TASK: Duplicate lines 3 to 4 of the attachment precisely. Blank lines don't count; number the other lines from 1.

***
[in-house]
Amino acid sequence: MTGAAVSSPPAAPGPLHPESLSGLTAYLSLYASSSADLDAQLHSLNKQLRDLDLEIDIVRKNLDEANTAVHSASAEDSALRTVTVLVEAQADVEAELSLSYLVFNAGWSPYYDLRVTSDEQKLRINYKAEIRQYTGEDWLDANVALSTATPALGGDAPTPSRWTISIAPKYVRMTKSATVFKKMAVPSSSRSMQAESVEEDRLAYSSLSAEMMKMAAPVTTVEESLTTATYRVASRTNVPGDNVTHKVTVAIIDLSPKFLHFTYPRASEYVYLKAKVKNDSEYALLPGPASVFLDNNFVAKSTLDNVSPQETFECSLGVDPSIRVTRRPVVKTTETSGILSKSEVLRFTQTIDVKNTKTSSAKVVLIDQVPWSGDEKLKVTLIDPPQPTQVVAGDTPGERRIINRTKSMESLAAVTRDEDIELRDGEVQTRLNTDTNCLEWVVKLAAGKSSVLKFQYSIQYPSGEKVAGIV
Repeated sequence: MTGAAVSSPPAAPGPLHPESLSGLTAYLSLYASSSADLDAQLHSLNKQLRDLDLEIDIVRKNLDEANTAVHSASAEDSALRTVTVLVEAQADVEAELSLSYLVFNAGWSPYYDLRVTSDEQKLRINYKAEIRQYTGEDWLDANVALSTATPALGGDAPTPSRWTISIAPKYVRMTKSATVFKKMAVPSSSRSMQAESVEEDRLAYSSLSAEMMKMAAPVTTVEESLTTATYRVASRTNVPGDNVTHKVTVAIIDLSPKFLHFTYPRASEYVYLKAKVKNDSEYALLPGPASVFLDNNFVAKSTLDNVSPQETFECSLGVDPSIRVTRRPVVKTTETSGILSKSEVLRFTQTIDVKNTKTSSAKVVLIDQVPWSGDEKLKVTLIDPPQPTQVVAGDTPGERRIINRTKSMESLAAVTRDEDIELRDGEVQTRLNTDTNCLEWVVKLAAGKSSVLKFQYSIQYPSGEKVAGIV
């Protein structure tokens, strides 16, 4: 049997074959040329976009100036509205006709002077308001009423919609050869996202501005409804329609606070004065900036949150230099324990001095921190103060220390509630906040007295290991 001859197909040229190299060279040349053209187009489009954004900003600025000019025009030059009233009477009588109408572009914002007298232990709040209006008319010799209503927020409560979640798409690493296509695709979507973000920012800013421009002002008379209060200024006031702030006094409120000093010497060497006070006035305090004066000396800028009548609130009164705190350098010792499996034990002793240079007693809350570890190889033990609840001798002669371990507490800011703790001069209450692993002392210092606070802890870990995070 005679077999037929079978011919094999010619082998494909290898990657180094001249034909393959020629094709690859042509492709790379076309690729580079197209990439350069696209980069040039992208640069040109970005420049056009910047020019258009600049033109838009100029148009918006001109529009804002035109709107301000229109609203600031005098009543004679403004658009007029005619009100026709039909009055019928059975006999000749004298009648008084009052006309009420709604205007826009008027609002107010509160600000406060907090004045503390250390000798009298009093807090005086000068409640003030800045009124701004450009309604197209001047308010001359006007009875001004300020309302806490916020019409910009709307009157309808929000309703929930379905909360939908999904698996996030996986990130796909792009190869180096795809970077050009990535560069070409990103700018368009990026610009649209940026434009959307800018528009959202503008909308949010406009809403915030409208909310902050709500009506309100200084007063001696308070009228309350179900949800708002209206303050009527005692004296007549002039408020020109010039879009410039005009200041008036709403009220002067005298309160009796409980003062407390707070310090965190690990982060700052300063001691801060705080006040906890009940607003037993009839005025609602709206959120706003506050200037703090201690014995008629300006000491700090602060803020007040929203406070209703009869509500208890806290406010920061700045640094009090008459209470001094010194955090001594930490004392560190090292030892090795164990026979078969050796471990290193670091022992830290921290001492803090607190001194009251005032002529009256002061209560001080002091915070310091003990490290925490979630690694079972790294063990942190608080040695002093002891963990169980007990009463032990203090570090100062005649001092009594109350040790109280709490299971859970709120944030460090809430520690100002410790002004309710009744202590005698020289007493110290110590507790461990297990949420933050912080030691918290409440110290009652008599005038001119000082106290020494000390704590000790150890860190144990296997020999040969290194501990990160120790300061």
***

Repeated sequence: MTGAAVSSPPAAPGPLHPESLSGLTAYLSLYASSSADLDAQLHSLNKQLRDLDLEIDIVRKNLDEANTAVHSASAEDSALRTVTVLVEAQADVEAELSLSYLVFNAGWSPYYDLRVTSDEQKLRINYKAEIRQYTGEDWLDANVALSTATPALGGDAPTPSRWTISIAPKYVRMTKSATVFKKMAVPSSSRSMQAESVEEDRLAYSSLSAEMMKMAAPVTTVEESLTTATYRVASRTNVPGDNVTHKVTVAIIDLSPKFLHFTYPRASEYVYLKAKVKNDSEYALLPGPASVFLDNNFVAKSTLDNVSPQETFECSLGVDPSIRVTRRPVVKTTETSGILSKSEVLRFTQTIDVKNTKTSSAKVVLIDQVPWSGDEKLKVTLIDPPQPTQVVAGDTPGERRIINRTKSMESLAAVTRDEDIELRDGEVQTRLNTDTNCLEWVVKLAAGKSSVLKFQYSIQYPSGEKVAGIV
């Protein structure tokens, strides 16, 4: 049997074959040329976009100036509205006709002077308001009423919609050869996202501005409804329609606070004065900036949150230099324990001095921190103060220390509630906040007295290991 001859197909040229190299060279040349053209187009489009954004900003600025000019025009030059009233009477009588109408572009914002007298232990709040209006008319010799209503927020409560979640798409690493296509695709979507973000920012800013421009002002008379209060200024006031702030006094409120000093010497060497006070006035305090004066000396800028009548609130009164705190350098010792499996034990002793240079007693809350570890190889033990609840001798002669371990507490800011703790001069209450692993002392210092606070802890870990995070 005679077999037929079978011919094999010619082998494909290898990657180094001249034909393959020629094709690859042509492709790379076309690729580079197209990439350069696209980069040039992208640069040109970005420049056009910047020019258009600049033109838009100029148009918006001109529009804002035109709107301000229109609203600031005098009543004679403004658009007029005619009100026709039909009055019928059975006999000749004298009648008084009052006309009420709604205007826009008027609002107010509160600000406060907090004045503390250390000798009298009093807090005086000068409640003030800045009124701004450009309604197209001047308010001359006007009875001004300020309302806490916020019409910009709307009157309808929000309703929930379905909360939908999904698996996030996986990130796909792009190869180096795809970077050009990535560069070409990103700018368009990026610009649209940026434009959307800018528009959202503008909308949010406009809403915030409208909310902050709500009506309100200084007063001696308070009228309350179900949800708002209206303050009527005692004296007549002039408020020109010039879009410039005009200041008036709403009220002067005298309160009796409980003062407390707070310090965190690990982060700052300063001691801060705080006040906890009940607003037993009839005025609602709206959120706003506050200037703090201690014995008629300006000491700090602060803020007040929203406070209703009869509500208890806290406010920061700045640094009090008459209470001094010194955090001594930490004392560190090292030892090795164990026979078969050796471990290193670091022992830290921290001492803090607190001194009251005032002529009256002061209560001080002091915070310091003990490290925490979630690694079972790294063990942190608080040695002093002891963990169980007990009463032990203090570090100062005649001092009594109350040790109280709490299971859970709120944030460090809430520690100002410790002004309710009744202590005698020289007493110290110590507790461990297990949420933050912080030691918290409440110290009652008599005038001119000082106290020494000390704590000790150890860190144990296997020999040969290194501990990160120790300061």